| (From left) Sharad Pawar, chief minister Naveen Patnaik, Bihar CM Nitish Kumar and Kamal Nath at the 57th National Development Council meeting in New Delhi on Thursday. Picture by Prem Singh |
Bhubaneswar, Dec. 27: Chief minister Naveen Patnaik today reiterated his demand for a special-category status for Odisha.
Speaking at the National Development Council meeting in New Delhi, he said: “The state should be declared as a special-category state because it is one of the poorest with a high concentration of ST and SC population. It also has very adverse socio-economic human development indicators and its per capita income is still two-thirds the national average.”
Stating that Odisha satisfies all criteria of a special-category state except having an international boundary, which should not act as a limiting factor, he urged upon the Centre to “revisit and redefine” the criteria for according this status to Odisha.
Naveen, who heads a regional outfit, has been repeatedly demanding special-category state status for Odisha.
Earlier, he had placed this demand before Prime Minister Manmohan Singh at the 99th Science Congress in January. However deputy chairman of the Planning Commission, Montek Singh Ahluwalia, had rejected the demand saying that the state did not satisfy all criteria.
A special-category state enjoys 90 per cent central grants and special financial assistance packages. Eleven states have been accorded this status.
At the NDC meet, Naveen reiterated the demand while expressing concern at the steadily-falling share of central assistance to less-developed states. The share of central assistance has fallen from 34.61 per cent in 10th Plan to 24.9 per cent in the 11th Plan, he said, suggesting that the Centre should devolve earmarked funds to the states for centrally-sponsored schemes, to free the state’s Plan funds for implementing other key programmes according to local needs.
He also requested the council to extend the Special Plan (revised long-term action plan) for the backward Koraput-Balangir-Kalahandi (KBK) region for a period of another 10 years with enhanced funding.
Raising the issue of direct cash transfer scheme adopted by the central government, Naveen said it needed a careful reconsideration in view of the inadequate rural banking infrastructure and connectivity.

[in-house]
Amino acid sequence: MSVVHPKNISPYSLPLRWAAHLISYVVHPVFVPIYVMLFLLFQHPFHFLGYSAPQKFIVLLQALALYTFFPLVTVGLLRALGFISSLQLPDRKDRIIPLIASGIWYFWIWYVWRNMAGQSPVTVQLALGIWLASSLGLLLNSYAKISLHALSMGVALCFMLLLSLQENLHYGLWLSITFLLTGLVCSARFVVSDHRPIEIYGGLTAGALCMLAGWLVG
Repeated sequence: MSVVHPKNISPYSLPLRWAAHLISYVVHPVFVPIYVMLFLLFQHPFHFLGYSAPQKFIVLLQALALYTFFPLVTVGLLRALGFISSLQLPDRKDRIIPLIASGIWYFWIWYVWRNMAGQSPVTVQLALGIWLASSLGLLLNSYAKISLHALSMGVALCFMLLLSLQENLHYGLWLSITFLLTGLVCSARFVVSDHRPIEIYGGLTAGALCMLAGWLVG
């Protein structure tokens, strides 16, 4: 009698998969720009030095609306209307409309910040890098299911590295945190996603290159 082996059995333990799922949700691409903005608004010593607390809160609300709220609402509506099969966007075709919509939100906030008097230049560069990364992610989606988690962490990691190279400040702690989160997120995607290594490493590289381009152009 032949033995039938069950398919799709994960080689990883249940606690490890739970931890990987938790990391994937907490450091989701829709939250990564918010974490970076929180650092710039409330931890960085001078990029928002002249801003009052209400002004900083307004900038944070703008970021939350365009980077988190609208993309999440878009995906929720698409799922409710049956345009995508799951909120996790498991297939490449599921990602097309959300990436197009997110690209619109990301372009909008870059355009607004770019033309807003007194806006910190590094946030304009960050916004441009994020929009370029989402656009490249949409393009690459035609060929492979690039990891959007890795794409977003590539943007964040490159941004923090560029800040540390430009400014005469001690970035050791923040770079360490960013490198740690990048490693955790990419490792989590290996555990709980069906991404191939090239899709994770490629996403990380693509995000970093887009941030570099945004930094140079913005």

He suggested that the objective of food and nutrition security could be more effectively addressed at present by bringing improvements in the public distribution system and in other cases, by improving the banking infrastructure first.
Naveen’s remarks are significant in view of the fact that his Biju Janata Dal government’s decision to provide Rs 2-a-kg rice to the poor people in the state has helped him create a formidable constituency among the poor in the state.
Although rice and fertiliser are not part of the direct money transfer scheme of the Union government, Naveen’s government is worried that if the Centre decides to pay subsidy directly to people, the state would find it difficult to keep the populist rice scheme going.
The chief minister also drew the attention of the council to the “supernormal profits” being enjoyed by the mining companies operating in the state and strongly advocated the imposing of mineral resources rent tax on mining companies, to be charged at 50 per cent of the surplus rent.
He demanded that full amount of levies imposed by the Centre on export of iron ore and chrome ore be passed on to the states that have these deposits as compensation for bearing the brunt of pollution and depletion of natural resources.
In addition, the Centre should review the current policy on allocation and regulation of natural resources for providing a greater say to the states in matters of assigning mineral concessions.
Naveen also sought 25 per cent free thermal power to the host states, as in the case of hydro power, to compensate for negative externalities inflicted on coal-bearing states such as Odisha.